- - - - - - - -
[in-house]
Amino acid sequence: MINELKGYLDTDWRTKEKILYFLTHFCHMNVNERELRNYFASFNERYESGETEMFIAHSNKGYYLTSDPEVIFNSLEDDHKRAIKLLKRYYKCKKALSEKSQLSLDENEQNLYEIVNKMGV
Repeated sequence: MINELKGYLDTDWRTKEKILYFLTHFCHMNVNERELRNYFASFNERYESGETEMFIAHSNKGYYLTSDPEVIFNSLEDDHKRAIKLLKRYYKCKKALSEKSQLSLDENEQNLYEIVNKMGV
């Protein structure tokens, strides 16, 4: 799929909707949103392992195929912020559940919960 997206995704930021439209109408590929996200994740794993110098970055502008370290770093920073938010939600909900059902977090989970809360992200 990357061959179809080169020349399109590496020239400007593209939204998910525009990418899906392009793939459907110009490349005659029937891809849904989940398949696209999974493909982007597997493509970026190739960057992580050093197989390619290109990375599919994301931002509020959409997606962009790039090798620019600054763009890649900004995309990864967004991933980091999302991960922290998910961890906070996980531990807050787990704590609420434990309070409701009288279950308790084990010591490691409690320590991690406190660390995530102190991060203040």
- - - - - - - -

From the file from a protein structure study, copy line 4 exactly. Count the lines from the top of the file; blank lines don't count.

């Protein structure tokens, strides 16, 4: 799929909707949103392992195929912020559940919960 997206995704930021439209109408590929996200994740794993110098970055502008370290770093920073938010939600909900059902977090989970809360992200 990357061959179809080169020349399109590496020239400007593209939204998910525009990418899906392009793939459907110009490349005659029937891809849904989940398949696209999974493909982007597997493509970026190739960057992580050093197989390619290109990375599919994301931002509020959409997606962009790039090798620019600054763009890649900004995309990864967004991933980091999302991960922290998910961890906070996980531990807050787990704590609420434990309070409701009288279950308790084990010591490691409690320590991690406190660390995530102190991060203040």